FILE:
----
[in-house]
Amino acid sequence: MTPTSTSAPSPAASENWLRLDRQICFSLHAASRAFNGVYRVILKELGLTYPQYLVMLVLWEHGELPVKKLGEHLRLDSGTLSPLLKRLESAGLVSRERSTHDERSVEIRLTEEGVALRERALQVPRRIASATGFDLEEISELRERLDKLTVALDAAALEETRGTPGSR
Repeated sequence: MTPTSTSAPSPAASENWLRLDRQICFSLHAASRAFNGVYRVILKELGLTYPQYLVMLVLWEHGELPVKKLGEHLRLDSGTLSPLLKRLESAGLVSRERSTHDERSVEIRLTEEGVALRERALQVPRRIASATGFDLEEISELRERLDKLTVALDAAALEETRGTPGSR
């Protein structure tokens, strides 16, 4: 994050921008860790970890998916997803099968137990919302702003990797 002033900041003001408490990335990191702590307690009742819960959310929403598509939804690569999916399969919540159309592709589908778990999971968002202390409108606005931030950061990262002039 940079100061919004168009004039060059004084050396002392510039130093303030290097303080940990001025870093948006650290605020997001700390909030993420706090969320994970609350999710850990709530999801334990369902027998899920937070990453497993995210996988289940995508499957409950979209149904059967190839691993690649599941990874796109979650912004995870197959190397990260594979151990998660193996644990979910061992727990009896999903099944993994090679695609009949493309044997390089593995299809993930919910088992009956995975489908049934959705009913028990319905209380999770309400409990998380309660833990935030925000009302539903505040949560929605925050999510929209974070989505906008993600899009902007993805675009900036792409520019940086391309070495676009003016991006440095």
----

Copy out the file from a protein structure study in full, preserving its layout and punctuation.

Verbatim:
[in-house]
Amino acid sequence: MTPTSTSAPSPAASENWLRLDRQICFSLHAASRAFNGVYRVILKELGLTYPQYLVMLVLWEHGELPVKKLGEHLRLDSGTLSPLLKRLESAGLVSRERSTHDERSVEIRLTEEGVALRERALQVPRRIASATGFDLEEISELRERLDKLTVALDAAALEETRGTPGSR
Repeated sequence: MTPTSTSAPSPAASENWLRLDRQICFSLHAASRAFNGVYRVILKELGLTYPQYLVMLVLWEHGELPVKKLGEHLRLDSGTLSPLLKRLESAGLVSRERSTHDERSVEIRLTEEGVALRERALQVPRRIASATGFDLEEISELRERLDKLTVALDAAALEETRGTPGSR
């Protein structure tokens, strides 16, 4: 994050921008860790970890998916997803099968137990919302702003990797 002033900041003001408490990335990191702590307690009742819960959310929403598509939804690569999916399969919540159309592709589908778990999971968002202390409108606005931030950061990262002039 940079100061919004168009004039060059004084050396002392510039130093303030290097303080940990001025870093948006650290605020997001700390909030993420706090969320994970609350999710850990709530999801334990369902027998899920937070990453497993995210996988289940995508499957409950979209149904059967190839691993690649599941990874796109979650912004995870197959190397990260594979151990998660193996644990979910061992727990009896999903099944993994090679695609009949493309044997390089593995299809993930919910088992009956995975489908049934959705009913028990319905209380999770309400409990998380309660833990935030925000009302539903505040949560929605925050999510929209974070989505906008993600899009902007993805675009900036792409520019940086391309070495676009003016991006440095």